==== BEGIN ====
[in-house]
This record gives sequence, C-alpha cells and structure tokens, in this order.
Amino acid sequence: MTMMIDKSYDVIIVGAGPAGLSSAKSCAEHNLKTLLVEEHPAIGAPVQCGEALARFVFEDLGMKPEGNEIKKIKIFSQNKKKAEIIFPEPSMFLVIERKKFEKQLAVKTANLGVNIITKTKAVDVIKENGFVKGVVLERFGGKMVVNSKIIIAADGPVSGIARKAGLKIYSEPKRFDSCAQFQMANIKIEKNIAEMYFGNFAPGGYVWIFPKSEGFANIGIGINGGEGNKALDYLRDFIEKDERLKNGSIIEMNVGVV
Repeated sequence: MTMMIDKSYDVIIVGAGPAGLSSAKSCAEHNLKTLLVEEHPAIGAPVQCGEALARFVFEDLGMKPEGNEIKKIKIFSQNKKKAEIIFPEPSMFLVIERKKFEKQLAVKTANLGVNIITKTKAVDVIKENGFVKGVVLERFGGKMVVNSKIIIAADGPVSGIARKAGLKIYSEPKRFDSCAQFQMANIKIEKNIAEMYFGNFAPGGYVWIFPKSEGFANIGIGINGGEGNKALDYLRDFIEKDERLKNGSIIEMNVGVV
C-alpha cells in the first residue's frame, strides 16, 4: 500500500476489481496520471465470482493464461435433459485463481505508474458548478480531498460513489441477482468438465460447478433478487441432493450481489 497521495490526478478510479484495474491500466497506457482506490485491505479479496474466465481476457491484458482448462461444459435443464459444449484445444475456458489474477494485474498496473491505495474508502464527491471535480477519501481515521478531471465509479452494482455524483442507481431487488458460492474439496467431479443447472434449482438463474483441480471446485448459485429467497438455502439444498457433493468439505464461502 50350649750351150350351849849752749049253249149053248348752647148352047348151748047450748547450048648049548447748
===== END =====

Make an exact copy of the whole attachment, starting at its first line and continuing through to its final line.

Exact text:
[in-house]
This record gives sequence, C-alpha cells and structure tokens, in this order.
Amino acid sequence: MTMMIDKSYDVIIVGAGPAGLSSAKSCAEHNLKTLLVEEHPAIGAPVQCGEALARFVFEDLGMKPEGNEIKKIKIFSQNKKKAEIIFPEPSMFLVIERKKFEKQLAVKTANLGVNIITKTKAVDVIKENGFVKGVVLERFGGKMVVNSKIIIAADGPVSGIARKAGLKIYSEPKRFDSCAQFQMANIKIEKNIAEMYFGNFAPGGYVWIFPKSEGFANIGIGINGGEGNKALDYLRDFIEKDERLKNGSIIEMNVGVV
Repeated sequence: MTMMIDKSYDVIIVGAGPAGLSSAKSCAEHNLKTLLVEEHPAIGAPVQCGEALARFVFEDLGMKPEGNEIKKIKIFSQNKKKAEIIFPEPSMFLVIERKKFEKQLAVKTANLGVNIITKTKAVDVIKENGFVKGVVLERFGGKMVVNSKIIIAADGPVSGIARKAGLKIYSEPKRFDSCAQFQMANIKIEKNIAEMYFGNFAPGGYVWIFPKSEGFANIGIGINGGEGNKALDYLRDFIEKDERLKNGSIIEMNVGVV
C-alpha cells in the first residue's frame, strides 16, 4: 500500500476489481496520471465470482493464461435433459485463481505508474458548478480531498460513489441477482468438465460447478433478487441432493450481489 497521495490526478478510479484495474491500466497506457482506490485491505479479496474466465481476457491484458482448462461444459435443464459444449484445444475456458489474477494485474498496473491505495474508502464527491471535480477519501481515521478531471465509479452494482455524483442507481431487488458460492474439496467431479443447472434449482438463474483441480471446485448459485429467497438455502439444498457433493468439505464461502 50350649750351150350351849849752749049253249149053248348752647148352047348151748047450748547450048648049548447748